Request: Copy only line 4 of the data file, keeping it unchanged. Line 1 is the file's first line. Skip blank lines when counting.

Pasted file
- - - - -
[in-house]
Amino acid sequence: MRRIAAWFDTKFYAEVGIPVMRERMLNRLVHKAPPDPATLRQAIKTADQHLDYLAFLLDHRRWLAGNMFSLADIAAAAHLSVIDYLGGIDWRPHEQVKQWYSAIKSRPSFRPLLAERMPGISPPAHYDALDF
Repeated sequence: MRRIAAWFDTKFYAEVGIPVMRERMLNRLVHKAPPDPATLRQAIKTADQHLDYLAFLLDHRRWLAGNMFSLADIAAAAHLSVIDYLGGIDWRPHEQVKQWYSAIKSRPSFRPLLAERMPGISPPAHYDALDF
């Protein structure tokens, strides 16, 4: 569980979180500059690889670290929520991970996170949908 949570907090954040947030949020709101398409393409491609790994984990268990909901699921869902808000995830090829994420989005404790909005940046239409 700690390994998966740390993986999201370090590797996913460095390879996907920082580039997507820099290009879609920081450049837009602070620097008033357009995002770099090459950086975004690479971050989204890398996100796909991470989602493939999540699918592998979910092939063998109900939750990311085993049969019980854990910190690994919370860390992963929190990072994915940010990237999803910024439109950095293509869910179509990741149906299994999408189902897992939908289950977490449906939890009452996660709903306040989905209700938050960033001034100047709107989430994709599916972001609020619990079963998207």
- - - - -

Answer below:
């Protein structure tokens, strides 16, 4: 569980979180500059690889670290929520991970996170949908 949570907090954040947030949020709101398409393409491609790994984990268990909901699921869902808000995830090829994420989005404790909005940046239409 700690390994998966740390993986999201370090590797996913460095390879996907920082580039997507820099290009879609920081450049837009602070620097008033357009995002770099090459950086975004690479971050989204890398996100796909991470989602493939999540699918592998979910092939063998109900939750990311085993049969019980854990910190690994919370860390992963929190990072994915940010990237999803910024439109950095293509869910179509990741149906299994999408189902897992939908289950977490449906939890009452996660709903306040989905209700938050960033001034100047709107989430994709599916972001609020619990079963998207």